logo AJAYA'S CRUISE
Date: 13 Sep 2010 04:15:34
Title: Lifting out and heading to the UK

In position 38:46.56N, 76:33.86W
 
We are back in Herrington Harbour North, Maryland having spent a few days playing 'dodge the hurricane' and then catching up with some cruising friends in Annapolis. Tomorrow we lift out and on Tuesday we fly back to the UK for 3 weeks to see family and friends leaving the boat safely ashore. Not too much of note has happened recently. We stepped ashore on Labour Day last Monday and set about walking the mile or so into Annapolis to stretch the legs. On the way we heard sirens and all the traffic had been stopped as four police motorcycle outriders on their Harleys roared past. They were followed by a bunch of some 25 police motorcycles (again Harleys - the noise was horrific) all sounding their sirens indicating that if it wasn't President Obama then surely somebody very important was on the way. Then an armada of coaches stretching into the distance could be seen, all full of lads from the Annapolis Navy Academy. This convoy consisted of about 60 coaches (we lost count) followed at the rear by a solitary police motorcyclist smoking a huge cigar! We came to the conclusion that they were off to Washington for a military march to celebrate Labour Day. But no, they were all heading to the big football game - Maryland v The Navy. The coaches contained the Navy supporters from the Academy! It obviously wasn't enough support as the Navy lost the game!
 
The most notable event whilst in Annapolis was that we were 'called upon' by two Homeland Security officials being conveyed in the course of their business in and out of the creeks of the Severn River by a County Police launch skippered by a County Policeman, as he wasn't wearing the same uniform as his two passengers. On their arrival at Ajaya he was still in the process of scoffing a pie - his lunch? as they crept up from behind us and hailed 'Ajaya'! and asked to see our cruising permit. The 'Admiral', caught wearing her best swimming costume which incidentally has yet to be wetted in the muddy brown soup that is finest Chesapeake Bay water was below at the time of the visit, leaving Skip to mumble and splutter his way through the inevitable question and answer session with the two eager young and no doubt suspicious Homeland officers.
 
Having inspected the ships papers and cruising permit they asked how many people were onboard to which the reply was "just the two of us -my wife and me". The next question was "Is your wife onboard?" the answer being " Oh yes". Then after shooting each other a quick glance came back the next question "Is she sleeping?" obviously curious as to her noticeable absence given that we had such important visitors hanging off the side of the boat, to which the answer was "No - but she's in her swimming costume and perhaps rather shy - did you want to see her?" At which time before they could answer "yes" her Ladyship entered the scene stage right, now sporting a long pair of shorts over the lower part of her swimming costume - providing just that extra modicum of modesty in front of our distinguished visitors and proving beyond all doubt that the skipper wasn't alone, that we were who our passports said we were - despite the ghastly images contained within. A few further questions such as our work status, place of residence etc were answered with some confidence and we thought all was going well.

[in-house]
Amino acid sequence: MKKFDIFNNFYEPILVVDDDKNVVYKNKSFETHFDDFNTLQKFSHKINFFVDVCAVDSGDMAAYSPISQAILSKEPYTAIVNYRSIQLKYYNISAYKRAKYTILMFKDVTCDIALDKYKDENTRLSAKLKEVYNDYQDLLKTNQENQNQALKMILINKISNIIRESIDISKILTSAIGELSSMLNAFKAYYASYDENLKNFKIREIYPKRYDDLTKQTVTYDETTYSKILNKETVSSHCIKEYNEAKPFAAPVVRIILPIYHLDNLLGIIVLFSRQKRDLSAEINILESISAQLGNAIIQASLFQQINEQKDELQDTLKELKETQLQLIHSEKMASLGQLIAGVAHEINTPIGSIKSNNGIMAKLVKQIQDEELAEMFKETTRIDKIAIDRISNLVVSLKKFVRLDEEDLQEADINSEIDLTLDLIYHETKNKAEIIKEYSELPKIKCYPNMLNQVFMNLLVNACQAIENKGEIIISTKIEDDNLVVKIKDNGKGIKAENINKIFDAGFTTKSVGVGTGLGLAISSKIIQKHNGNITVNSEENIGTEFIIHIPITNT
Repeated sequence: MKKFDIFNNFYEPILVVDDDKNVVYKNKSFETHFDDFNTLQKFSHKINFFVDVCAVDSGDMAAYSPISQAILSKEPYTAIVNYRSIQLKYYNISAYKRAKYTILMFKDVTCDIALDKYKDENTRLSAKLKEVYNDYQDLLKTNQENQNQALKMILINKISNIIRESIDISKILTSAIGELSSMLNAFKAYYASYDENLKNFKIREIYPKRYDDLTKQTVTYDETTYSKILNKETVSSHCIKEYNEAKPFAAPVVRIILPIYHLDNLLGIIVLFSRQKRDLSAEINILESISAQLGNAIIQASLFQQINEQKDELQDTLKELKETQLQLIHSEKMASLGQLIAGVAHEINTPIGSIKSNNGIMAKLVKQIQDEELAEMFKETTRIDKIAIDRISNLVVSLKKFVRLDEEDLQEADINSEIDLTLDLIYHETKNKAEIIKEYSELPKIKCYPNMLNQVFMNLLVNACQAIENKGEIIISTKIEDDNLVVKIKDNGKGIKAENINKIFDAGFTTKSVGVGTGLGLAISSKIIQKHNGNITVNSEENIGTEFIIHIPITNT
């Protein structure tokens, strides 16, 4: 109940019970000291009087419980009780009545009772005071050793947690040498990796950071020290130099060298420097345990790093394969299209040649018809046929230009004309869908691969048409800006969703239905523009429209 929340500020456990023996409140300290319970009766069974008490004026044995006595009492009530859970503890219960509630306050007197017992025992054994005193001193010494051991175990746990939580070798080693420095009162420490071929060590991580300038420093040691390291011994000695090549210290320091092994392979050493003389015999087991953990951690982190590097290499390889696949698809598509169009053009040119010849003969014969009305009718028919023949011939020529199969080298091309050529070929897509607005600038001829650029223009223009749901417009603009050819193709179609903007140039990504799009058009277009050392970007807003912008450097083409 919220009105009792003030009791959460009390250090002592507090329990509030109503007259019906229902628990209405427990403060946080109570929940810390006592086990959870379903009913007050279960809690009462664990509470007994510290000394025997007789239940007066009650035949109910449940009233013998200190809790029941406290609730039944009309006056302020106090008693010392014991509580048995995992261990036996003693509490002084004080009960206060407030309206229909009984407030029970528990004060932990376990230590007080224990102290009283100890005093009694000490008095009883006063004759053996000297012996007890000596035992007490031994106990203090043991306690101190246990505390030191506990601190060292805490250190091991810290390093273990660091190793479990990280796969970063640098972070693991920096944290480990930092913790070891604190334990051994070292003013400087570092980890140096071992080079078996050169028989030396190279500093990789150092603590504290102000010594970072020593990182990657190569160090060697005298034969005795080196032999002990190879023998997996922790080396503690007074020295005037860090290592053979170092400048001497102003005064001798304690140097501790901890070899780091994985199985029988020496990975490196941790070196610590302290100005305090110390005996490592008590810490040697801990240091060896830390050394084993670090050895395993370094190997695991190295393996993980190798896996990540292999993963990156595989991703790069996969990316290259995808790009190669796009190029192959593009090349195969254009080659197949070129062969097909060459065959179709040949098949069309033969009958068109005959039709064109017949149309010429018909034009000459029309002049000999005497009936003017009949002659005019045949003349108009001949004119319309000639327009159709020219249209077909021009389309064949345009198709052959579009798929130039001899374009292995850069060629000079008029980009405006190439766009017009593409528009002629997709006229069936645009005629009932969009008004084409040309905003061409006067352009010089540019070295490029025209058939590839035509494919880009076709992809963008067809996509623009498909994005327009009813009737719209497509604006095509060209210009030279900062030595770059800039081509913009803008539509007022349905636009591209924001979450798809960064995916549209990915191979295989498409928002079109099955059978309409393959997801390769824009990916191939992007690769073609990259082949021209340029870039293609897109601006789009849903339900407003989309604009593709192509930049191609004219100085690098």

Having now finished his pie and screwed the plastic wrapper into a ball the County policeman entered the cross examination by gesturing towards the one of us wearing shorts and swimming costume, saying - "I've seen you before haven't I?"  All eyes suddenly homed in on our startled 'Admiral' who had certainly not seen our policeman visitor before.  Whether this insinuation had an affect on the Homeland chaps or not we couldn't be sure but the one that had been closely scrutinising our passports then noticed an irregularity in the 'Admiral's' passport, indicating something to his colleague as an aside. Things were now looking bleak. Meanwhile we were still scratching our heads wondering if we had in fact seen this policeman before. Then, horror of horrors, they discovered the passport had not been stamped back in Morehead City when we checked in on the first of June. Skip explained that the officer that day had overrun into his lunch hour whilst checking us in, had taken a call from his wife wondering where the hell he had got to and had beat a fairly rapid retreat from our saloon - thus the error not stamping the passport. This amused the two 'Homeland' officers but didn't break any ice with the County policeman whose sense of humour had vanished as quickly as his pie. But worse 'crimes' were still to be exposed - the date of birth in the passport didn't tally with the date of birth on the white visa entry card until his colleague muttered under his breath that we write our dates the other way round on the other side of the Atlantic!
 
With that last administrative hitch out of the way their business with the crew of Ajaya was over and wishing us a good day they untied their launch from our cleats and headed off to look for some more interesting cruisers hiding further up the creek, leaving us with our guilty consciences and a big black mark from their inflatable boat's rubrail down our topsides - another cleaning job to add to the list! But we have no complaints about our visit. Just hope they let us back in on October 4th!
 
 
 
 

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